The introduction of solid foods will probably be the first time – but not the last – that you have to scoop sweet potatoes out of someone’s nose with a Q-Tip. Five months is the average age to start feeding your baby solid food. Starting solid foods too early may lead to some food allergies, while starting them too late may lead to a mutiny in the nursery.  Your baby may have to start at four months if he goes from consistently sleeping through the night to waking up at the same time every night.  If your baby is hungry for real food, you may start having some sleepless nights, unless he is clever enough to be able to raid the fridge at midnight. 

Your baby is ready for solid food when he can control his head and neck and sit up with support. Ideally, he will be able to sit up in a high chair. You will also know your child is ready when he starts reaching for your food at mealtime.  Sometimes this is also accompanied by whining, grunting, or whimpering – but you really should act your age. He may longingly watch you eat with his mouth open, hoping you may throw a bone his way.  In other words, he’s giving you some MAJOR hints, so pay attention! 

Infant rice cereal is considered the best starter food for a baby.  The baby may not agree, but he really doesn’t get a vote at this point.  When you first prepare the cereal, it will look like a bowl of goop.  Don’t feel guilty, as though you are slighting your baby; they love this stuff!   It’s not like they can compare it to your prime rib. 

The first solid food feeding is usually considered a major family event.  As the video camera rolls, hopefully Baby will open his mouth and gleefully accept his new gourmet food.  Sometimes, however, a baby who is not ready yet for solids will push the food back out with his tongue.  It’s not a slight on your cooking abilities; you just need to wait a couple of weeks and try again.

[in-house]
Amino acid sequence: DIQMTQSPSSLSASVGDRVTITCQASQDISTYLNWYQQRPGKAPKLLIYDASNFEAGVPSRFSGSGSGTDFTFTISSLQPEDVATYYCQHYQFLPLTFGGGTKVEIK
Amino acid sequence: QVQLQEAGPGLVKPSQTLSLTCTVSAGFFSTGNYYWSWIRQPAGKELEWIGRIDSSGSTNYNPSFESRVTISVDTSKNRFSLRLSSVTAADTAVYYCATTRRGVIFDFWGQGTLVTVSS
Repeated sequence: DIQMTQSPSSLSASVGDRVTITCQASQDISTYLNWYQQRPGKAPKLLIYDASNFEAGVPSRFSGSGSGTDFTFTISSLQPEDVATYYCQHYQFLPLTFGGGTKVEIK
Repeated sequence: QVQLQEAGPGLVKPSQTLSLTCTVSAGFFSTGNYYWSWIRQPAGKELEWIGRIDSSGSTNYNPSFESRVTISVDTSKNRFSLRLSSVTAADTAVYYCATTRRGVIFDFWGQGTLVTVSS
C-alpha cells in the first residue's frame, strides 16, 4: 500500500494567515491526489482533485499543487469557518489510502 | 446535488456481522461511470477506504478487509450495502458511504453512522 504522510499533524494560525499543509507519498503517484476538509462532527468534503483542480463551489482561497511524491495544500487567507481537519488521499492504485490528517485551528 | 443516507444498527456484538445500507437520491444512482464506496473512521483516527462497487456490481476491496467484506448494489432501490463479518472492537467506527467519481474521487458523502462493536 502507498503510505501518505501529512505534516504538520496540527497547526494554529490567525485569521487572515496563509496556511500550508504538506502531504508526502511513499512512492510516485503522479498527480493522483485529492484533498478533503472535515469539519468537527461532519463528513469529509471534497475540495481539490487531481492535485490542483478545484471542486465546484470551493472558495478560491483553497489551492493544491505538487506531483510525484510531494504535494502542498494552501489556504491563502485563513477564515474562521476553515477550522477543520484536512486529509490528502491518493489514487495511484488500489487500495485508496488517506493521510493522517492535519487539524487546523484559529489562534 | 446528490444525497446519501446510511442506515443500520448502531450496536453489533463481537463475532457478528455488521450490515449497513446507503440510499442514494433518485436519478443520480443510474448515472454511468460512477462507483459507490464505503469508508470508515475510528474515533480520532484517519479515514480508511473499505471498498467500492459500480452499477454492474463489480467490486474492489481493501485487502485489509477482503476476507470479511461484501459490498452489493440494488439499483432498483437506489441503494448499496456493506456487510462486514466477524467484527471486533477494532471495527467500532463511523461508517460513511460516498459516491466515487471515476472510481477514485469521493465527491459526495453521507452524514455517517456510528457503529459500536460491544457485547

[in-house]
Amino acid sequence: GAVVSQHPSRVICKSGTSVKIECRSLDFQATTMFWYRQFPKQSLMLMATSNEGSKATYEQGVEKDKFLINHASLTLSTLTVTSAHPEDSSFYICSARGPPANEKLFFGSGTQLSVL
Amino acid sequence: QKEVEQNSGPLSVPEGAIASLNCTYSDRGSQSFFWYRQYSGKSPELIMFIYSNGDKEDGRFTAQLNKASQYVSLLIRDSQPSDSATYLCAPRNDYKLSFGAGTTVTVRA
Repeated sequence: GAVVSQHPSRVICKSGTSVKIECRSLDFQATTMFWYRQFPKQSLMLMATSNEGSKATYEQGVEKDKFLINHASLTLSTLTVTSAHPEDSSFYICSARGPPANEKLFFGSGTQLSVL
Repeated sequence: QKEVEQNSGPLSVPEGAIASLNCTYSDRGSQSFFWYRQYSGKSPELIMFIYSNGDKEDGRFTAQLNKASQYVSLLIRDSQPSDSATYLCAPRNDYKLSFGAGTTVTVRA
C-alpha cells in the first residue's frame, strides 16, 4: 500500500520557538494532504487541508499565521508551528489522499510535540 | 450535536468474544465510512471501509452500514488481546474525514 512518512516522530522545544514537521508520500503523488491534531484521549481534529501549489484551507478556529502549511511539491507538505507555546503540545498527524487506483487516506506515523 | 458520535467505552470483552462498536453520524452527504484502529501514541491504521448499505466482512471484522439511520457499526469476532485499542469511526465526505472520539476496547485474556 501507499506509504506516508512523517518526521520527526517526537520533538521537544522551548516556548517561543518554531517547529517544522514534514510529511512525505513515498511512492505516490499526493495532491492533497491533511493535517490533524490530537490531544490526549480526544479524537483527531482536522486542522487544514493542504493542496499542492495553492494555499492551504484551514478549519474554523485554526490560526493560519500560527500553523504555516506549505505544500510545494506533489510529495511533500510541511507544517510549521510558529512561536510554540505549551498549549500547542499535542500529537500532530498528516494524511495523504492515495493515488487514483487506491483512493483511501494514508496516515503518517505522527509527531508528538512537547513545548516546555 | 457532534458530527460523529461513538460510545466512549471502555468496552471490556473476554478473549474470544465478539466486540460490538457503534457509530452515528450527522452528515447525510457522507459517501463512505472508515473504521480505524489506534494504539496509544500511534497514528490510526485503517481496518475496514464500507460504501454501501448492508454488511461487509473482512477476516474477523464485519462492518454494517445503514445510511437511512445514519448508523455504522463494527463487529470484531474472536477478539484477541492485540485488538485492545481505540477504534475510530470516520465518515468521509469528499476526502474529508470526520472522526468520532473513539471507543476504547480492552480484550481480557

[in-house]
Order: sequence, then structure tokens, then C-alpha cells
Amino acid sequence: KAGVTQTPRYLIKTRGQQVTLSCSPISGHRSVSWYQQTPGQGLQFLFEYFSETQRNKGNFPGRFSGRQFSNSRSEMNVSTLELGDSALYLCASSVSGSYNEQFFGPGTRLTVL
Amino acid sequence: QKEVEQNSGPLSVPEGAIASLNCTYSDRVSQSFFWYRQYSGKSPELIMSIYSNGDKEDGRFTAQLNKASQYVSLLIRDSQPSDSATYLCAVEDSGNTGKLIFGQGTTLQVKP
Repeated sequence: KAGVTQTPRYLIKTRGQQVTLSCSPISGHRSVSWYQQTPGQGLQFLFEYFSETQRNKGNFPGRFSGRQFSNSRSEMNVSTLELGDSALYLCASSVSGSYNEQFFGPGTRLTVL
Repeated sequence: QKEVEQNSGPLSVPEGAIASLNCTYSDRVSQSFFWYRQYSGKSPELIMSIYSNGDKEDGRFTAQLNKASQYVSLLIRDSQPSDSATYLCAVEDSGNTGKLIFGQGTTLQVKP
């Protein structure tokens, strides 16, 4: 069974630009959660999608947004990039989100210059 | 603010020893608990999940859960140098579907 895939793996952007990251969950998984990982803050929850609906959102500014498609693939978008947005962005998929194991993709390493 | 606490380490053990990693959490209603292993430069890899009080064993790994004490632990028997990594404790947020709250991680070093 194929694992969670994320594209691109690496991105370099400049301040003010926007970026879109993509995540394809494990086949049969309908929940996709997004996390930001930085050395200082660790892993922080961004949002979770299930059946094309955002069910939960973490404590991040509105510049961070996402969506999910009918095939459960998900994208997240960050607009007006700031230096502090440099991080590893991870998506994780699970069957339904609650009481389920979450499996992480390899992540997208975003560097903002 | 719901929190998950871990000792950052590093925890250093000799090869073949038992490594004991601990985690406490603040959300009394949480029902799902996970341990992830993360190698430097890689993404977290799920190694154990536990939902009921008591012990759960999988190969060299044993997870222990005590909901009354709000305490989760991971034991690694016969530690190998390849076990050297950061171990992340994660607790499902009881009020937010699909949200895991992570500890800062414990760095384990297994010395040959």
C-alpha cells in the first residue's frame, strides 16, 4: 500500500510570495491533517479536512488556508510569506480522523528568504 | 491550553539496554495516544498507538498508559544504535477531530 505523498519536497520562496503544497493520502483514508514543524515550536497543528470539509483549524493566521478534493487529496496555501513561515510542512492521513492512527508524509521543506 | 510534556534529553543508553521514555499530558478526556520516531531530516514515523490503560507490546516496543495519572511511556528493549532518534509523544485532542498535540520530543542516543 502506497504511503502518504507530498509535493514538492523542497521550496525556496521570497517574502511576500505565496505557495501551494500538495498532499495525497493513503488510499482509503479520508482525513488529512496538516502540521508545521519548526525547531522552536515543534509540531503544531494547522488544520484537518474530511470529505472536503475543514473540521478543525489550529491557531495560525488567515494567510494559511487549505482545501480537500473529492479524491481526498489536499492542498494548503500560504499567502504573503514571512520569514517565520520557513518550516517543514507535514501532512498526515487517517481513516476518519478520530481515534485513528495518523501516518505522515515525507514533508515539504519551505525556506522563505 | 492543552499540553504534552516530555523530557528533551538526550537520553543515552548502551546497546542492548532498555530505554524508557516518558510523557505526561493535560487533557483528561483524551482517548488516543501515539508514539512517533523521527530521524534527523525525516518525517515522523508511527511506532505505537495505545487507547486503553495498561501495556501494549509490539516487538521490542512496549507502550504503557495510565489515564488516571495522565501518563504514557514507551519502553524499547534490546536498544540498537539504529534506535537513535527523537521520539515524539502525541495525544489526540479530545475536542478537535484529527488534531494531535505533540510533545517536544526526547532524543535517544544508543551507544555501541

Only introduce one new food a week so you can tell if this food bothers the baby. Signs of a food allergy may include labored breathing, swelling around the mouth, skin rashes or hives, vomiting, diarrhea, and nausea. These symptoms usually appear within minutes to a couple of hours after your child ingests the food.  Your child should then be taken to his doctor for a full evaluation. 

Even more common than food allergies are intolerances to certain foods.  Symptoms include vomiting, diarrhea, and skin rashes.  If you see any of these symptoms, avoid the suspected foods completely until you undergo testing at the pediatrician’s office.  The most common food allergies include: milk, soy, egg whites, wheat, peanuts, and shellfish. If your child has a bad reaction to eggs at the age of one, he may outgrow the allergy if you eliminate them completely from his diet for a whole year. The good news is that most young children will outgrow food allergies by the time they are three years old. 

The key to solid foods is starting out thin and watery and gradually getting thicker and chunkier.  I’m talking about the food, not you. After infant cereal has been mastered, you can start with jars of strained fruits and vegetables. You may discover an ingredient that your baby despises.  Babies put everything in their mouths, except sometimes the food you want them to eat.  Sand, pebbles, and acorns go in the mouth, but peas?  Forget it. Keep trying until you find something your baby loves, and then you can stock up on the jars.